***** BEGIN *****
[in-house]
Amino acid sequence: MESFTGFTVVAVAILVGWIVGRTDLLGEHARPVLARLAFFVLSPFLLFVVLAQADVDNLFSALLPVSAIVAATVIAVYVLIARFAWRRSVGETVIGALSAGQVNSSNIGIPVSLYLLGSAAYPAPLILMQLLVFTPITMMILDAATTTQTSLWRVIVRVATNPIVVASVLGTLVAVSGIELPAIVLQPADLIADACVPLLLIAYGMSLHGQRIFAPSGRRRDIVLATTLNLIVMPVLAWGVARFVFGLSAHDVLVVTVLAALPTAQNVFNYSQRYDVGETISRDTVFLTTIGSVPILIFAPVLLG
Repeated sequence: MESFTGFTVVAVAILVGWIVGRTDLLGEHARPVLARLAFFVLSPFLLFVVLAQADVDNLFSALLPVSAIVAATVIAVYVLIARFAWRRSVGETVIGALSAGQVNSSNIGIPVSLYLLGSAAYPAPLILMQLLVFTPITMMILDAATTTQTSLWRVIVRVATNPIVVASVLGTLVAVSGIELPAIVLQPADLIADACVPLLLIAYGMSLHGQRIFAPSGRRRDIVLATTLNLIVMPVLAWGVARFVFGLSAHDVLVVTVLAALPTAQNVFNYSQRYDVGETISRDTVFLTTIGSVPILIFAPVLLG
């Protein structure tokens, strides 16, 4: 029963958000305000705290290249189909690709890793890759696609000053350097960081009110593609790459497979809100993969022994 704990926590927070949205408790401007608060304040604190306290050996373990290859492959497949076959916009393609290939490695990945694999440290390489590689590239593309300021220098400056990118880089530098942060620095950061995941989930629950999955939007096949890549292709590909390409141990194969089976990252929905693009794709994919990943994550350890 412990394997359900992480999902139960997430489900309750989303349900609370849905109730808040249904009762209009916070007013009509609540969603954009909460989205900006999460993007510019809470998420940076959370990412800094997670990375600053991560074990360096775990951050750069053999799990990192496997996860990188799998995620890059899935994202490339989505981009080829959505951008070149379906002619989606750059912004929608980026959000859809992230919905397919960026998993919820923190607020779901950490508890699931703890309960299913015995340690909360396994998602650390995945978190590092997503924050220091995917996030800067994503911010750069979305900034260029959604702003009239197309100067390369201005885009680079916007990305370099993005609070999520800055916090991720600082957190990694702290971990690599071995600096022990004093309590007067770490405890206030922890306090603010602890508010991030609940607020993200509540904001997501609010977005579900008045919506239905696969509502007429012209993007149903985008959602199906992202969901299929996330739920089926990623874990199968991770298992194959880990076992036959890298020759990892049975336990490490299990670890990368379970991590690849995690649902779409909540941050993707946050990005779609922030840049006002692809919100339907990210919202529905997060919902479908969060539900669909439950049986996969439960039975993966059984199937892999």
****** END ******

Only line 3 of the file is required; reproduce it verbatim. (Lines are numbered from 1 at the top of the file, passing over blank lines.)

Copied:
Repeated sequence: MESFTGFTVVAVAILVGWIVGRTDLLGEHARPVLARLAFFVLSPFLLFVVLAQADVDNLFSALLPVSAIVAATVIAVYVLIARFAWRRSVGETVIGALSAGQVNSSNIGIPVSLYLLGSAAYPAPLILMQLLVFTPITMMILDAATTTQTSLWRVIVRVATNPIVVASVLGTLVAVSGIELPAIVLQPADLIADACVPLLLIAYGMSLHGQRIFAPSGRRRDIVLATTLNLIVMPVLAWGVARFVFGLSAHDVLVVTVLAALPTAQNVFNYSQRYDVGETISRDTVFLTTIGSVPILIFAPVLLG